GEL at New Cross InnSupport: Cold Brats
March 9, 2023 at New Cross Inn
Promoter: Real Life Promotions
Real Life Promotions put together an unreal line-up in London to aid GEL in their hardcore punk takeover of the world. As the band themselves state: THE FREAKS WILL INHERIT THE EARTH. And so, on a drab and drenched Thursday evening in London, the New Cross Inn becomes a haven for the freaks and a beacon to a new dawn of hardcore.
Over the past few years, GEL have taken stages across the world by storm and seizing the imagination of hardcore fans across the globe online, with videos – both shakily handheld from fans caught in the fun and somewhat more professional – capturing in amber their viscerally fun, bombastic, and vital gigs. Most famous is the video from tireless underground archivist Sunny Singh (aka hate5six), a document of punk-rock passion, fervour, and the ensuing melee, that went viral and propelled the reputation of the quintet like a rocket. Where once gigs had tickets on the door well after the first support was on, now dates on tours were selling out days and even weeks in advance.
So it has proved with the band’s debut album, Only Constant, now out on Convulse Records. If you’re hoping to snag some vinyl before people catch on, well, I’m afraid to inform you that you’re already too late, with the event the first pressing’s ‘standard’ black edition selling out weeks before release. Act fast if you’re keen on their split with Cold Brats or their incredible EP, Violent Closure. GEL are white-hot now – in terms of notoriety, vogue, and in their punk rock fury, too.
Opening up this ridiculously stacked line-up are Trading Hands, a powerviolence group consisting of members of Negative Thought Process, The Air and Chinned. The UK troupe hail from various spots around the country, including Leeds and Reading, and I have to confess I hadn’t caught them live before this, nor had I picked up that they had put out the debut release last year, the excellently titled, CLOBBERKNOCKER. The quartet rip through an incredibly tight set, that is impulsive and deeply impressive.
Instantly holding an already packed venue’s attention, even when they make a false start and joke that “all our songs sound the same, so we sometimes need to check which one we’re playing”, it’s done with humour and a sense of community pouring out. Indeed, the entire evening is steeped in this sentiment, with every band making sure to make not only their approach and music inclusive, but also the space itself; asking everyone to respect and look out for one another. The four-piece are a band to watch, as the recording released on cassette via Nuremberg’s Coxhina Records doesn’t quite capture the band at their immediate sledgehammer best. Not yet. It will no doubt come – they’re simply too good to not be more widely acclaimed very soon.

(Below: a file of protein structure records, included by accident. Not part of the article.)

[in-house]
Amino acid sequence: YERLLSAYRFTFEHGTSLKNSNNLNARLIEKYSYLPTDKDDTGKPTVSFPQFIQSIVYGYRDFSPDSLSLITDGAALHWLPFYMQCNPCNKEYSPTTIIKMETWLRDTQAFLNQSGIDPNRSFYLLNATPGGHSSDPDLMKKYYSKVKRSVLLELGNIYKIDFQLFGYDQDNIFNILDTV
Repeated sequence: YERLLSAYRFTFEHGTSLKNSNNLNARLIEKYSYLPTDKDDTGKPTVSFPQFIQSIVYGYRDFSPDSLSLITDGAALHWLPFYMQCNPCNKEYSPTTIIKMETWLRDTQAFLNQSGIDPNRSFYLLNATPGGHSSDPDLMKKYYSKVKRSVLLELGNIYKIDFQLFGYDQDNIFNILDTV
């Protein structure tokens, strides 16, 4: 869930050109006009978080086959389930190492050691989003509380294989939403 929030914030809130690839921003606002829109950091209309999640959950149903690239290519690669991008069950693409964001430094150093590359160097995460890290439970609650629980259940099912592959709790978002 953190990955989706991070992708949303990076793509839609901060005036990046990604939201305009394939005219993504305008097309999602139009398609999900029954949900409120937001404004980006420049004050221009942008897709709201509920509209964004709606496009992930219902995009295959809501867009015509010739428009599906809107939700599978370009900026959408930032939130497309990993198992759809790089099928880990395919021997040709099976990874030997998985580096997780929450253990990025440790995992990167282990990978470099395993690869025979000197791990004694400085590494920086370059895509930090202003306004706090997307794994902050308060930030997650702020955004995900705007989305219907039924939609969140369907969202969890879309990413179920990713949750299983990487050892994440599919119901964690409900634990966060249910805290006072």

It was no mean feat following the powerviolence four-piece before them but Shooting Daggers do so with consummate ease. The queercore trio launch straight into a blindingly good set, that gets even more of the packed New Cross Inn audience bouncing than before. Insisting that “all the girls and queers” get to the front ASAP and be given space to party the set away, they play their own individual brand of visceral hardcore punk with a message, full of venom, fury and – crucially – massive hooks. With a heavy dose of thrash built into their cosmic-tinged rock, the group blast the venue at such volume, with such vim and vigour that no one present can’t help but nod along or go fully wild and mosh along.
The band have an in-your-face Riot Grrl attitude, with the artful and political angst of DC Hardcore, and they’surely have bigger releases on the way, and much larger audiences to play to in the future. The trio play their powerful material from their great 2022 EP Anthames. Dirty, grungy riffs and pure, earnest vocals have those in the audience unaware of the group converted, and older fans beaming with delight at another chance to dance along to crucially important material with direct, engaging meaning for so many in the room: UKHC full of unrepentant wrath and bereft of any vacuous posturing.